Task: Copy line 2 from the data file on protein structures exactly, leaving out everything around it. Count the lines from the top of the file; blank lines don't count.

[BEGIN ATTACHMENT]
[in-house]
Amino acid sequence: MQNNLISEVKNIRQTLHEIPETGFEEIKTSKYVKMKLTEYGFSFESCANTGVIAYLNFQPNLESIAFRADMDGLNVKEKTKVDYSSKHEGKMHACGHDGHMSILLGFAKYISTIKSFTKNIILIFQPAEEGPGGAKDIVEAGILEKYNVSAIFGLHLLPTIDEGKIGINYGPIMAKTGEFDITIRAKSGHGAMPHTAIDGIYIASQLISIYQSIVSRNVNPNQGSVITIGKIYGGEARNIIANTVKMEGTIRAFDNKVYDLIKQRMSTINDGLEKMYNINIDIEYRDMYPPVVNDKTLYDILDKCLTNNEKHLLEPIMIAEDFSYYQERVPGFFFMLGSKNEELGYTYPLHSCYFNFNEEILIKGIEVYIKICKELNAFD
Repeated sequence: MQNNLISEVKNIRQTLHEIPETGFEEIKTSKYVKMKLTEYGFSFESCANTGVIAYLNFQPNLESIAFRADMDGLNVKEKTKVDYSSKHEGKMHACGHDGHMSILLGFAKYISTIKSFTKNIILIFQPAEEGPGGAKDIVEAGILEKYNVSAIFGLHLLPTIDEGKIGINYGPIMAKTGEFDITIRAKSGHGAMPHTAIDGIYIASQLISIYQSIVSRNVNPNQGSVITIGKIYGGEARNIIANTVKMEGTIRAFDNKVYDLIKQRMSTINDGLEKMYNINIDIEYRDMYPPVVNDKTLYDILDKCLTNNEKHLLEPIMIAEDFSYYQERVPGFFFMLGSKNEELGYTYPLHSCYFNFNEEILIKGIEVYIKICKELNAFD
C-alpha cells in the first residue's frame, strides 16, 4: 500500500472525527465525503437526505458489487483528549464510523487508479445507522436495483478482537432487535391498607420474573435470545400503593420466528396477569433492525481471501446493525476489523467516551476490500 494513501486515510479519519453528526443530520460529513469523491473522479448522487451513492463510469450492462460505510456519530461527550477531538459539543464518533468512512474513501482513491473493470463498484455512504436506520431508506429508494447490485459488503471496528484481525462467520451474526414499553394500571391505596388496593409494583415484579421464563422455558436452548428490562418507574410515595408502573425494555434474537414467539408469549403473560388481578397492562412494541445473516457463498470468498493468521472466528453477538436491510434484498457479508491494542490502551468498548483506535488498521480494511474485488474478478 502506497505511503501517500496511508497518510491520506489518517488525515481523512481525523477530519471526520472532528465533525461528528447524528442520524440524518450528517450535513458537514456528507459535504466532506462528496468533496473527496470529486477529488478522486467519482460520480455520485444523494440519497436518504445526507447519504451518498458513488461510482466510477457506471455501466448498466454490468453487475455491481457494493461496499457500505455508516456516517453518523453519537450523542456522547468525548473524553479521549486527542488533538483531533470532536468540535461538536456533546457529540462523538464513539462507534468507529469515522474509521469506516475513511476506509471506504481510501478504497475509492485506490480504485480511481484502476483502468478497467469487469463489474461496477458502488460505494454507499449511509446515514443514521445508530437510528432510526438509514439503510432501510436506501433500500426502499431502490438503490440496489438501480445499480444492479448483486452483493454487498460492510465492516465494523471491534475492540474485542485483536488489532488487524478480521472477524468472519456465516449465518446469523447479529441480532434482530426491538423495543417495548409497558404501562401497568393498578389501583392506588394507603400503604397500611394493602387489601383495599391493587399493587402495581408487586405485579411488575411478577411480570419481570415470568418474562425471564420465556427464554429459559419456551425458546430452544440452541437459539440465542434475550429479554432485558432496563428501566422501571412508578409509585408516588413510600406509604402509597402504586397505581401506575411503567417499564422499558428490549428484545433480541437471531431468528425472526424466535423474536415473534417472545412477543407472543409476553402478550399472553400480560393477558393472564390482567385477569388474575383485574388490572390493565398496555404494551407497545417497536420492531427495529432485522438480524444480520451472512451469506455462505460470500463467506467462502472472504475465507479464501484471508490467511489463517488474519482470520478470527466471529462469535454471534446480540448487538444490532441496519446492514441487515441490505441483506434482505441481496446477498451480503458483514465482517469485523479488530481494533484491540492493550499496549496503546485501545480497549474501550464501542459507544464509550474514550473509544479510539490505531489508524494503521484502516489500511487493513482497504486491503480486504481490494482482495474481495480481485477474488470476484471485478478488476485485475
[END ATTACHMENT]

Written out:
Amino acid sequence: MQNNLISEVKNIRQTLHEIPETGFEEIKTSKYVKMKLTEYGFSFESCANTGVIAYLNFQPNLESIAFRADMDGLNVKEKTKVDYSSKHEGKMHACGHDGHMSILLGFAKYISTIKSFTKNIILIFQPAEEGPGGAKDIVEAGILEKYNVSAIFGLHLLPTIDEGKIGINYGPIMAKTGEFDITIRAKSGHGAMPHTAIDGIYIASQLISIYQSIVSRNVNPNQGSVITIGKIYGGEARNIIANTVKMEGTIRAFDNKVYDLIKQRMSTINDGLEKMYNINIDIEYRDMYPPVVNDKTLYDILDKCLTNNEKHLLEPIMIAEDFSYYQERVPGFFFMLGSKNEELGYTYPLHSCYFNFNEEILIKGIEVYIKICKELNAFD